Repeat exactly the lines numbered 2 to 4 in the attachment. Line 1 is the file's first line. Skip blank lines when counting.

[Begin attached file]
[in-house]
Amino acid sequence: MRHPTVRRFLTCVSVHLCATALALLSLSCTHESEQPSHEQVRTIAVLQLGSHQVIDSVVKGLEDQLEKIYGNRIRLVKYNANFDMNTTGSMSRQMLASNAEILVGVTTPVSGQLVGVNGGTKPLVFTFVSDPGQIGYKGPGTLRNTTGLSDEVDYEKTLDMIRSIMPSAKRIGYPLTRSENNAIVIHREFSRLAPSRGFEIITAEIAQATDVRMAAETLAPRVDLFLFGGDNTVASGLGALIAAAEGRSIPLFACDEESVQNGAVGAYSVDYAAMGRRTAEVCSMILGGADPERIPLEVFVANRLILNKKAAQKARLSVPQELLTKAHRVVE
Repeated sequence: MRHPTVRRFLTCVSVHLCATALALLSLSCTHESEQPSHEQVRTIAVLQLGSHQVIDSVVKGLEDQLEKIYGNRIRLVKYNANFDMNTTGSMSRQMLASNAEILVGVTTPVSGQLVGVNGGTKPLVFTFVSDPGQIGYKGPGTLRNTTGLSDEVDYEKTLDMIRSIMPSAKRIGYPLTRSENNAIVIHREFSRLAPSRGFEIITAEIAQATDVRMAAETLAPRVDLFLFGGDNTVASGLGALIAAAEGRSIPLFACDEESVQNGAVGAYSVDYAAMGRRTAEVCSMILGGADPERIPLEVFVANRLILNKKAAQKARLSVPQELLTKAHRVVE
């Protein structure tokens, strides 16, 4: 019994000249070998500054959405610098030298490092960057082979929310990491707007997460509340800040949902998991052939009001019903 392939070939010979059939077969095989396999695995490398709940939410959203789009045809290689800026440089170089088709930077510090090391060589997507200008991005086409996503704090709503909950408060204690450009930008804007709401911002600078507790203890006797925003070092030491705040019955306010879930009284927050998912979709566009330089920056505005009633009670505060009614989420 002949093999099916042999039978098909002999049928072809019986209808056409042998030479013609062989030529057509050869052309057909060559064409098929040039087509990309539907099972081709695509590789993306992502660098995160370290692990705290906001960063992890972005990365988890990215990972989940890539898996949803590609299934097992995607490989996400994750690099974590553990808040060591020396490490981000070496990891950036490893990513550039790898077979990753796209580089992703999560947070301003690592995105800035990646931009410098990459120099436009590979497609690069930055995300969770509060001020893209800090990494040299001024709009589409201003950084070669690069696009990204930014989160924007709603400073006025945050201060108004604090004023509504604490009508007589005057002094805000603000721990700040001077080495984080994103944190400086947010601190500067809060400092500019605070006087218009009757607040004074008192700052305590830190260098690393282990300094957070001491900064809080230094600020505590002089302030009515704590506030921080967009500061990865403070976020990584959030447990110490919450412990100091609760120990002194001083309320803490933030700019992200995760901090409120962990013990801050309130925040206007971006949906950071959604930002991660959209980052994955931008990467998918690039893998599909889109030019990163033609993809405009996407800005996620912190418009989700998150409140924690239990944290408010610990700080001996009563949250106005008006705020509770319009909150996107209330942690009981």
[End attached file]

Amino acid sequence: MRHPTVRRFLTCVSVHLCATALALLSLSCTHESEQPSHEQVRTIAVLQLGSHQVIDSVVKGLEDQLEKIYGNRIRLVKYNANFDMNTTGSMSRQMLASNAEILVGVTTPVSGQLVGVNGGTKPLVFTFVSDPGQIGYKGPGTLRNTTGLSDEVDYEKTLDMIRSIMPSAKRIGYPLTRSENNAIVIHREFSRLAPSRGFEIITAEIAQATDVRMAAETLAPRVDLFLFGGDNTVASGLGALIAAAEGRSIPLFACDEESVQNGAVGAYSVDYAAMGRRTAEVCSMILGGADPERIPLEVFVANRLILNKKAAQKARLSVPQELLTKAHRVVE
Repeated sequence: MRHPTVRRFLTCVSVHLCATALALLSLSCTHESEQPSHEQVRTIAVLQLGSHQVIDSVVKGLEDQLEKIYGNRIRLVKYNANFDMNTTGSMSRQMLASNAEILVGVTTPVSGQLVGVNGGTKPLVFTFVSDPGQIGYKGPGTLRNTTGLSDEVDYEKTLDMIRSIMPSAKRIGYPLTRSENNAIVIHREFSRLAPSRGFEIITAEIAQATDVRMAAETLAPRVDLFLFGGDNTVASGLGALIAAAEGRSIPLFACDEESVQNGAVGAYSVDYAAMGRRTAEVCSMILGGADPERIPLEVFVANRLILNKKAAQKARLSVPQELLTKAHRVVE
């Protein structure tokens, strides 16, 4: 019994000249070998500054959405610098030298490092960057082979929310990491707007997460509340800040949902998991052939009001019903 392939070939010979059939077969095989396999695995490398709940939410959203789009045809290689800026440089170089088709930077510090090391060589997507200008991005086409996503704090709503909950408060204690450009930008804007709401911002600078507790203890006797925003070092030491705040019955306010879930009284927050998912979709566009330089920056505005009633009670505060009614989420 002949093999099916042999039978098909002999049928072809019986209808056409042998030479013609062989030529057509050869052309057909060559064409098929040039087509990309539907099972081709695509590789993306992502660098995160370290692990705290906001960063992890972005990365988890990215990972989940890539898996949803590609299934097992995607490989996400994750690099974590553990808040060591020396490490981000070496990891950036490893990513550039790898077979990753796209580089992703999560947070301003690592995105800035990646931009410098990459120099436009590979497609690069930055995300969770509060001020893209800090990494040299001024709009589409201003950084070669690069696009990204930014989160924007709603400073006025945050201060108004604090004023509504604490009508007589005057002094805000603000721990700040001077080495984080994103944190400086947010601190500067809060400092500019605070006087218009009757607040004074008192700052305590830190260098690393282990300094957070001491900064809080230094600020505590002089302030009515704590506030921080967009500061990865403070976020990584959030447990110490919450412990100091609760120990002194001083309320803490933030700019992200995760901090409120962990013990801050309130925040206007971006949906950071959604930002991660959209980052994955931008990467998918690039893998599909889109030019990163033609993809405009996407800005996620912190418009989700998150409140924690239990944290408010610990700080001996009563949250106005008006705020509770319009909150996107209330942690009981």